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What is an IRA share certificate?

If you’re looking for a low-risk way to protect your retirement savings while earning a bit of income, you may want to consider an IRA share certificate. IRA certificates are a type of IRA that offers you a “triple fix”: you invest a fixed sum for a fixed time and earn a fixed rate of return. 

These retirement accounts share all of the tax benefits of an everyday IRA and can potentially help you decrease volatility—especially in uncertain economic times.

What is an IRA share certificate?

An IRA share certificate combines two financial tools: an IRA and a share certificate. It helps to think of them as a house and the furniture inside.

Three people can buy identical houses in a single neighborhood. However, what makes them different comes down to what’s inside. You choose furniture to achieve your specific design goals. And ultimately, you and your neighbors share a “container” of the same shape, but the pieces inside are vastly different.

When saving for retirement, an IRA acts as a house that holds your investments—the furniture. While many people have IRAs, the investments inside vary depending on each person’s financial goals. You can invest in different combinations of stocks and bonds through your IRA to meet your retirement savings goals. But you can also invest in share certificates.

Share certificates at credit unions work similar to certificates of deposit (CDs) at banks. You invest a fixed dollar amount for a fixed term. Then, in exchange for committing your investment dollars for that term, the credit union pays you a dividend rate—expressed as an annual percentage yield.  Your credit union will credit your dividend to your account the same way your savings account credits dividends earned.

IRA share certificates: pros and cons

Just like any investment, IRA share certificates have their pros and cons. Understanding both can help you decide if an IRA share certificate can help you achieve your retirement savings and income goals.

IRA share certificate pros

  • Safety. Just as CDs are federally insured through FDIC insurance, IRA share certificates are insured investments protected up to NCUA insurance limits—$250,000 per individual depositor.
  • Fixed rate of return. While the value of a stock will fluctuate based on the market, an IRA certificate gives investors a fixed—and guaranteed—rate of return.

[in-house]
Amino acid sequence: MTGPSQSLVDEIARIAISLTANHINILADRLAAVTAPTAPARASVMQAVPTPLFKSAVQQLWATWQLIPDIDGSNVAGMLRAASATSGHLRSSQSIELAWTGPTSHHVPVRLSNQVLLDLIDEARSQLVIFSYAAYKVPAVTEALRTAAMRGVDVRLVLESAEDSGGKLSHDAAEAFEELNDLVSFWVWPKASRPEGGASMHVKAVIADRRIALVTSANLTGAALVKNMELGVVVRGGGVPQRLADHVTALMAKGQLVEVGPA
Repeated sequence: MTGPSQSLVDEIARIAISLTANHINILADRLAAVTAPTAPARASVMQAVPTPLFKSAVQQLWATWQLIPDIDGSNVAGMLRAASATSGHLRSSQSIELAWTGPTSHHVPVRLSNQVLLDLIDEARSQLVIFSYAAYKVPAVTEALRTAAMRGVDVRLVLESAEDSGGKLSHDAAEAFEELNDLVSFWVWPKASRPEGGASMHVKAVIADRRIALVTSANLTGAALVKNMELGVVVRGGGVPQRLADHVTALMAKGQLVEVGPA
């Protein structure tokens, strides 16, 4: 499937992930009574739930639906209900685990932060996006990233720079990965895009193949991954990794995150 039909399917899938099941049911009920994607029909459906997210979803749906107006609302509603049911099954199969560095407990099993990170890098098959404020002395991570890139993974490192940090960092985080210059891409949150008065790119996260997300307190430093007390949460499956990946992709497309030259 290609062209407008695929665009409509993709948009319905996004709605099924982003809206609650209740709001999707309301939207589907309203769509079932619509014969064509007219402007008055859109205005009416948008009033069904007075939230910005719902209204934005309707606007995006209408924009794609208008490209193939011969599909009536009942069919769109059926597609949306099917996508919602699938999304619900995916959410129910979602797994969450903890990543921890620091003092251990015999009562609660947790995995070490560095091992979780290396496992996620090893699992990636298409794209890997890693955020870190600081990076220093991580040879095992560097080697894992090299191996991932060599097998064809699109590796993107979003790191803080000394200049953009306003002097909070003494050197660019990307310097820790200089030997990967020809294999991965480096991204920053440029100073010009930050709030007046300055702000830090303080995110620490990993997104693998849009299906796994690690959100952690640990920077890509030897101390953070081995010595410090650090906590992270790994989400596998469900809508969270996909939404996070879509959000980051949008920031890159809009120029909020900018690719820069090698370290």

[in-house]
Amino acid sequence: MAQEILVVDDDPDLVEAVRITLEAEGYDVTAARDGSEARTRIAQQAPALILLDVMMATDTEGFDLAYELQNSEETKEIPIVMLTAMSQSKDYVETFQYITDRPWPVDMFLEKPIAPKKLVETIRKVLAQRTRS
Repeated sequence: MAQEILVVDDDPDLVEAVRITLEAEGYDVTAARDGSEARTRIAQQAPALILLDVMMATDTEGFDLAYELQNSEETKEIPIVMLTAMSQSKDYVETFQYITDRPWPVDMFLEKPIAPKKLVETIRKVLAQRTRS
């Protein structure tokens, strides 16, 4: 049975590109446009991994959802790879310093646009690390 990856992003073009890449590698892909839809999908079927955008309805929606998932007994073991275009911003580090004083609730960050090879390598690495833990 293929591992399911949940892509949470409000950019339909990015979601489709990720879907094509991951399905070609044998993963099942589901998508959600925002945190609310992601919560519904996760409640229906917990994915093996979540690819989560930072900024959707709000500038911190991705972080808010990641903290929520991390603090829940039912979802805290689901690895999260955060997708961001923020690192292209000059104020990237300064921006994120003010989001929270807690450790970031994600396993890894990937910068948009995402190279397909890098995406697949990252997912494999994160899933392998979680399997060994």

• Predictable income. You can establish a predictable income stream by purchasing multiple IRA certificates with different maturities—say 3, 6 and 12 months.

IRA share certificate cons

  • You exchange safety for lower returns. While the S&P 500 has returned roughly 10% annually from 1957 to 2022, share certificate and CD yield tend to be significantly lower.
  • May not keep pace with inflation. During times of high inflation, dividend rates on share certificates may not protect your purchasing power—especially if the inflation rate is higher than your dividend rate.
  • Early redemption can erode returns. Since you commit your funds for a fixed term, there could be penalties for early withdrawal if you need to access funds from your share certificate before maturity, which can eat away at your returns.

Is an IRA share certificate right for you?

If you’re trying to decide whether an IRA certificate could help you achieve your retirement savings and income goals, here are a few factors to consider.

An IRA share certificate may be right for you if…

  • You’re retired and want to protect your savings. If the stock market becomes too volatile for your tastes, an IRA share certificate can help protect your nest egg while offering a modest rate of return.
  • You want to ride out a rough stock market. You can invest in IRA certificates during turbulent markets and reallocate funds back into the stock market when you’re comfortable.
  • You’re willing to trade stock market-level returns for security. Since share certificates are insured, and their returns are fixed and guaranteed, they could be a good choice if security is your top financial priority.
  • You’re investing through a Roth IRA. Since retirement withdrawals from a Roth IRA are tax-free, you don’t have to worry about taxes eating away at your returns.

An IRA share certificate may not be right for you if…

  • You’re still several years away from retirement. An IRA certificate may be too conservative an investment to help you achieve your retirement savings goals.
  • You’re retired but in a higher tax bracket. If you’re investing through a traditional IRA and your withdrawals are taxable income, taxes could significantly erode your returns—especially if you’re in a higher tax bracket.
  • Share certificate dividend rates are low compared to other low-risk investments. If lower-risk investments like money market and bond funds offer higher returns than share certificates, those investments may better protect your retirement purchasing power.

Want to protect your nest egg? First Tech has IRA share certificates with competitive dividend rates. See how easy it is to join our credit union and earn a guaranteed rate of return on your savings.